Andrew J. Russell. Coal beds of Bear River.
Andrew J. Russell. Coal beds of Bear River

Russell’s photos also include a number of references to coal beds and even a town called Coalville. This is something else that is easy to forget. Railroads are inherently tied to the natural resources they need to consume in order to run. Especially when building them in a place without any existing railroads for transport.

That the photos include a lot of the infrastructure required to support the railroads shows that it’s not just about the achievement of laying the track, this is about development and taming nature.

Andrew J. Russell. Snow and timber line, Laramie Mountains.
Andrew J. Russell. Snow and timber line, Laramie Mountains

It’s this intersection of development and nature which really puts Russell’s photos into the tradition of people like Timothy O’Sullivan and Carleton Watkins who are credited with defining much of the way we view the American West. When Russell isn’t showing how the railroad infrastructure is conquering the landscape, he’s showing us photos of the incredible views and wide open spaces available for people to move into. This is a land of opportunity, a land of growth, a land of potential.

Andrew J. Russell. Hanging Rock, foot of Echo Canon.
Andrew J. Russell. Hanging Rock, foot of Echo Canon
Andrew J. Russell. Dial Rock, Red Buttes.
Andrew J. Russell. Dial Rock, Red Buttes

There’s also a completely different scale to the landscape in the West. Almost all of the photos include a human figure in the image. Some of this may be to hammer the “we’re here and can conquer this” point. But a lot of it is also just to provide scale. The landscape is huge.

Andrew J. Russell. Salt Lake City, from the top of the Tabernacle.
Andrew J. Russell. Salt Lake City, from the top of the Tabernacle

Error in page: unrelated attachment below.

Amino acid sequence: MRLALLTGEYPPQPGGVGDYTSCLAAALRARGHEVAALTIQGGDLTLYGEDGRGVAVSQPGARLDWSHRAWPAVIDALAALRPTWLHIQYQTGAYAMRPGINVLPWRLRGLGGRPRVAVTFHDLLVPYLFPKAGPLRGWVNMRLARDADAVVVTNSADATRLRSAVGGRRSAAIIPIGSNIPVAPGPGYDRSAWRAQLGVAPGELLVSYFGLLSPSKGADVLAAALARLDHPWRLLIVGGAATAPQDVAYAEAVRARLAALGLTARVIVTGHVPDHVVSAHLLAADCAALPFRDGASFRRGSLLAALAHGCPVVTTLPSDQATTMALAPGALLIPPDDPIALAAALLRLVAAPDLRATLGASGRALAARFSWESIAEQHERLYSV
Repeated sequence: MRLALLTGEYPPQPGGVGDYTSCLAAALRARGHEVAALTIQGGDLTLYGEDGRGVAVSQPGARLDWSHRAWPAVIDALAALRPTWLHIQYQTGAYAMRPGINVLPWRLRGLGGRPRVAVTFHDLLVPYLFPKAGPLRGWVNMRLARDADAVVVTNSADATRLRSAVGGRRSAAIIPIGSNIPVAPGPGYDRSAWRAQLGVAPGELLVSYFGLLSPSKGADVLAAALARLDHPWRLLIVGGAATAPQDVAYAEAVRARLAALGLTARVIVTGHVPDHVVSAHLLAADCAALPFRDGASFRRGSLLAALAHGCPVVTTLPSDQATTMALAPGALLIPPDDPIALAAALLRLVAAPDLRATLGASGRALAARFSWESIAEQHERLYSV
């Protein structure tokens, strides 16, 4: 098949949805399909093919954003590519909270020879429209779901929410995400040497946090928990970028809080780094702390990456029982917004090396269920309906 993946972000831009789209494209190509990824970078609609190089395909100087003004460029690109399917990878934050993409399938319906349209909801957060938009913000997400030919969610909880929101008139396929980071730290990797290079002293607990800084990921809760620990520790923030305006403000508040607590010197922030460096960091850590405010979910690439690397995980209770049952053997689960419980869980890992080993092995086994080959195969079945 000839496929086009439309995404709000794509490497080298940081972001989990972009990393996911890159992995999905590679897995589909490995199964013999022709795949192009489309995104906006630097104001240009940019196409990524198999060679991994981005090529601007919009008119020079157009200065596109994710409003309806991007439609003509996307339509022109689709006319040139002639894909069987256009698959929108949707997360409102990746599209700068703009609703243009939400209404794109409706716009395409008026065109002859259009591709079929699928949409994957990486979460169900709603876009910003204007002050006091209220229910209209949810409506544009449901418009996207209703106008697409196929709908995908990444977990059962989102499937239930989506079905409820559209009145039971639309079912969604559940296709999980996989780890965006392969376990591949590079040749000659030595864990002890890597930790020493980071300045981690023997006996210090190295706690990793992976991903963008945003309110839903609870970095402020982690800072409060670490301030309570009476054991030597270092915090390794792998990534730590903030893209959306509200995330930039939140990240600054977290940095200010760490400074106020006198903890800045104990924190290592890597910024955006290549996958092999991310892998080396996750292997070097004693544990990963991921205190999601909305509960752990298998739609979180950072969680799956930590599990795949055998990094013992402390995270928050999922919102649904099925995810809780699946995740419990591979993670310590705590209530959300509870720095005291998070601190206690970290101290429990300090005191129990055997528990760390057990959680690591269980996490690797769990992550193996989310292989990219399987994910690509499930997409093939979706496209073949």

But it’s settleable. Russell ends his journey in Salt Lake City with images that show a legitimate city nestled in the mountains. There’s also some curiosity about the Mormons, but it’s very clear that we can live in the West. And the railroads can take us there.

Besides the history side of things, I like a lot of the photos as photos even though all I had available to look at was a laminated digital print from a copy of the albumen print in the book. It’s not enough for him to just photograph the distinct landscape elements, I like his compositions and the way he’s able to situate so many of them in the landscape. I especially like the Hanging Rock photo and the way he’s used it to frame the settlement below it. Makes me wonder how much it would cost to buy a real print from the Oakland Museum.

Train Museum


Hitting the train museum on the way home from Packer Lake. Just like last year. Still very much a family trip rather than a real museum exhibition. As a father to two little boys though, this place comes pretty close to heaven for them. The cashiers at the gift shop have some hilarious stories about how parents have to drag their kids out kicking and screaming.


California State Railroad Museum


On the way back from the sierras, we drove through Sacramento. So I took the opportunity to take my son to the California State Railroad Museum. I remember going there as a kid but it’s been two dozen years since I last visited. I don’t think it’s changed much.

First, it’s not like they can change their artifacts (train engines and rolling stock) easily. They’re pretty much stuck with what they have. So it’s a question of what stories to tell.

In this case, it’s all about the mythology of railroads. Great fun for kids and enthusiasts but a little disappointing for people wanting a nuanced view. Lots of information about manifest destiny, westward expansion, and taming the west. Much much less about robber barons, cheap immigrant labor, and the way the land changed because of railroads.

And lots of information about the golden age of railroad travel between 1920 and 1960 when it was the only way to get between cities. As I wandered through the sleeping and dining cars, I found myself wondering why, since the main appeal of long train trips now is this nostalgia kick, modern trains don’t try and really play up the romance of it all.

There is no 21st Century Limited with fancy streamlined engines. Diesel engines  now all look the same. Train cars are also mostly utilitarian too. It’s a shame that you have to go to a museum in order to take part in the nostagia.*

*Or you can ride the vintage streetcars on Market Street or take the game train on CalTrain.

little boy heaven

There was one new area to me in the museum. Upstairs is a model train section consisting of a massive bequest of model trains. It’s awesome.* Every male still has a little boy inside who wanted a massive train layout. So seeing the layouts and all the different trains and train cars is great fun. As is seeing all the little boys’ eyes light up when they reach the top of the stairs.

*Though, again, model train kits seem to push the same mythology of trains.